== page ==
Game Pass represents a paradigm shift for Microsoft, which actually loses money on the Xbox consoles it sells. With Xbox Game Pass and individual game sales, the company makes up its profits in software sales and subscription products. The latter is, in effect, the same recurring-revenue model game that has proven lucrative for Netflix, Disney, WarnerMedia, and every other company with a stake in the streaming wars and the direct-to-consumer economy. And much like traditional entertainment, in gaming, content is increasingly king. As Microsoft and competitors like Sony refocus their attention on direct-to-consumer services instead of the old, console-centric model, having the best catalog offering is more crucial than ever. 

This is where Activision Blizzard comes in. Think of it this way: the biggest platforms need content to drive subscribers and usage. Studios need players but don’t have scaled distribution, and this can impact growth. Not only is it difficult, but it’s costly to create a new platform that does both. For example, Netflix is a distributor and a content provider—and spends tens of billions of dollars on content alone. Studios and publishers not tied to a platform become very appealing to distributors who are dependent on top content, talent, and I.P..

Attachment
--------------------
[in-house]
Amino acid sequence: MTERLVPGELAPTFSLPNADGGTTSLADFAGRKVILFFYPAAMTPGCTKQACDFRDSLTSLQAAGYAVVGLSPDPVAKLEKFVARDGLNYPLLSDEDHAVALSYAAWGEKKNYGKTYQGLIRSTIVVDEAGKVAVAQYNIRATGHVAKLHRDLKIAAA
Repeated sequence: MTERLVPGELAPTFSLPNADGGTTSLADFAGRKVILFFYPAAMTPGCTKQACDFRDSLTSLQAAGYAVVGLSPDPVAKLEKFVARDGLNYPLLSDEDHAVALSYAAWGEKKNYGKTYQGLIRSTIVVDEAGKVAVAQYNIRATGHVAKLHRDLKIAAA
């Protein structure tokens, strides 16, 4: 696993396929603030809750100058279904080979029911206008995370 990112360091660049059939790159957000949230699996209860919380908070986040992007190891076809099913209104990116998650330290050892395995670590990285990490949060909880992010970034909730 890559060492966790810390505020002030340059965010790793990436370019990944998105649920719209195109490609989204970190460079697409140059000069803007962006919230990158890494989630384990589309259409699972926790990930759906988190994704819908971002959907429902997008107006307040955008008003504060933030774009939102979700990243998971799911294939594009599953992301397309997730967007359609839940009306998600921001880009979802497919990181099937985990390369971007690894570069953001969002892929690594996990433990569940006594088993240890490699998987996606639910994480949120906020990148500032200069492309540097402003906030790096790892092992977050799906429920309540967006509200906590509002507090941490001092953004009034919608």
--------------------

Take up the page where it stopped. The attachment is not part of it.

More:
Activision checks all three of those boxes. And, much like Microsoft’s acquisition of Bethesda parent company ZeniMax, the industrial logic is premised on the potential for Activision to supercharge the Game Pass business. Activision has more than 400 million monthly players across its assortment of titles and, while not all of those players will become Game Pass subscribers, if Microsoft can convert even a fraction of the total base, it could represent a massive spike in revenue for the company. 


2. Mobile is Xbox’s Weakest Spot 

Remember, part of Xbox’s goal is to be everywhere for everyone at every moment of every day. Living rooms (consoles and TV sets) and bedrooms (computers) are important, but one of the most valuable pieces of real estate is phones and tablets. That’s not just me saying it either; Activision Blizzard reported that its King division (publisher of Candy Crush, and an Activision subsidiary since it was acquired for $5.9 billion in 2016) was its highest grossing vertical last quarter, bringing in more than $650 million.